44VANs provides such services as: Storing and forwarding messages,Exchange of standard data formats,Detecting and correcting errors,Message encryption and decryption.They offer tight security, reliabilityThey are expensive to own or lease
45Virtual Private Network (VPN) This is a section of the net reserved for the data traffic of a specified business and its partnersThe data travels on the public network, but integrated security features make it invisible and inaccessible to other net usersIts major advantage is allowing the safe movement of data traffic from expensive private communication lines to the net
46VPNs offer the benefits of a private network within a shared network environment They are reliable and secure environments in which corporations manage and exchange valuable data over public networks,They deliver value-added services and provide users with predictable network costs,One technique for doing this is to use an IP envelope wrapped around non-IP data at the gateway linking the VPN owner’s network to the net.
47Software for collaborative work Multimedia data creation and delivery Technological drivers of ecommerceIntelligent devicesusingSoftware for collaborative worksupportingMultimedia data creation and deliveryoverAn open network
48Getting the infrastructure into place: the last mile is a “pot of gold”: Telcos and ISPs are competing to bring the net into the home.The pipes that carry data across the net are high pressure fire hoses.The line that goes into your home is a straw.Who will connect to the home and how will they do it?Copper wire Fiber optics TV cableWireless Satellite Wall plug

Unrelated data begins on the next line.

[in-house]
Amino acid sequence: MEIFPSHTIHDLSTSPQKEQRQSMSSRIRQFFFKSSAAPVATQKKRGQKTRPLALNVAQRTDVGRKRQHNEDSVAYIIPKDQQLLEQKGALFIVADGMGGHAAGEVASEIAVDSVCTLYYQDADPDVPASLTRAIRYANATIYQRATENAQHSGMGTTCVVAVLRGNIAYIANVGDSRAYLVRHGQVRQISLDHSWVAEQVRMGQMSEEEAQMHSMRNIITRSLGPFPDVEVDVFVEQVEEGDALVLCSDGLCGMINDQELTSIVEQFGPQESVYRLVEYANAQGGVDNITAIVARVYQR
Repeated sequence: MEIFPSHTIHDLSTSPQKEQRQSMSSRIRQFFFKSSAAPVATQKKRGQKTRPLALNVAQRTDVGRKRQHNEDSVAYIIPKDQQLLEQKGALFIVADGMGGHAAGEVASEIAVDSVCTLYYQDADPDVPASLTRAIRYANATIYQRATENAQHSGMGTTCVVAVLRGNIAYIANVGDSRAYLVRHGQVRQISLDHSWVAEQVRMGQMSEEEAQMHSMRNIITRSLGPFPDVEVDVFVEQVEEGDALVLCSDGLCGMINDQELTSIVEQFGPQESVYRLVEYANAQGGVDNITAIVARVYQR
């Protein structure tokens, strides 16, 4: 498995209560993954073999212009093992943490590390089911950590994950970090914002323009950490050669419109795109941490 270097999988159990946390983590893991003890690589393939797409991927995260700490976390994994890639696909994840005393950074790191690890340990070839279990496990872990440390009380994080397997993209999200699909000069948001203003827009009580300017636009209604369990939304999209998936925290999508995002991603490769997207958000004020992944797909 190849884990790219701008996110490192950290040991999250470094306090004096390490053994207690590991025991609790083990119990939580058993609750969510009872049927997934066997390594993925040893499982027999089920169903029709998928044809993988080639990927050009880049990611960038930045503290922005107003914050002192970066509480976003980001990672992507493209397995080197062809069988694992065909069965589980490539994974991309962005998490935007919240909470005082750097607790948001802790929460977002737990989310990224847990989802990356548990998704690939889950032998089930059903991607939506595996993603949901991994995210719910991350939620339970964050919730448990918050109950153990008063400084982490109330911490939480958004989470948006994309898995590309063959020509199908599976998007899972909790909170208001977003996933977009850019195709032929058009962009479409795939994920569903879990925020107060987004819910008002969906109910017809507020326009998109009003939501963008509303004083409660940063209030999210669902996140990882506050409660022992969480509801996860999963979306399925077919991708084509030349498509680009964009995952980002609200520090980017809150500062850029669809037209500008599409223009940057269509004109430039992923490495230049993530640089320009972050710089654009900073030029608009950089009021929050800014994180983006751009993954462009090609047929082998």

49Telecoms want to use their infrastructure to provide net to the home Much net traffic is carried over their pipes anyway.They want to become content and service providers, not merely conduits.They want to support a variety of applications(and have put in 95,000 miles of fiber in the last decade).They correctly see competition from cablecompanies who want to offer a range of services(banking, bill paying, eshopping).
50Telcos are developing network architecture They are building Network Access Points (NAPs) in Chicago, NYC, Washington DC, and San Francisco and providing switching equipment.They want to maintain their position as players in development of net infrastructure.
51They are looking to get into the provision of network access for those who want to get to the backbone (ISPs, local phone co.)Also, they want to provide net access services to individuals and organizations,This places them in direct competition with ISPs.They are waiting to be allowed to provide content and servicesThis places them in direct competition with ISPs like AOL,
52ISPs are maintaining their foothold in the home Estimates vary, but ~15 million people have accounts with ISPs (out of ~21.6 million who own modems)ISPs can be gateways or full serviceGateways are physical entry points to the netPSI and Kiva are gateway ISPsFull service ISPs want to control content andservices to business, schools, libraries and thehomeAOL, Compuserve, Prodigy are full service.
53ISPs can be local, regional, or international Kiva is local, Panix is regionalPSI, UUNET (owned in part by Microsoft) and ANS (owned by AOL) are internationalThese are large public data networks which are not part of the telco infrastructureThey compete on speed, reliability and access and points of presence (PoPs)They connect to the Internet through one of the (NAPs) or through a CIX router.
54ISPs are searching for ways to add value PSI has CLARINETUUNET has USENET archivesAOL offers chat rooms and shopping mallsOthers offer video conferencingMost offer access to the net, primarily through a web browser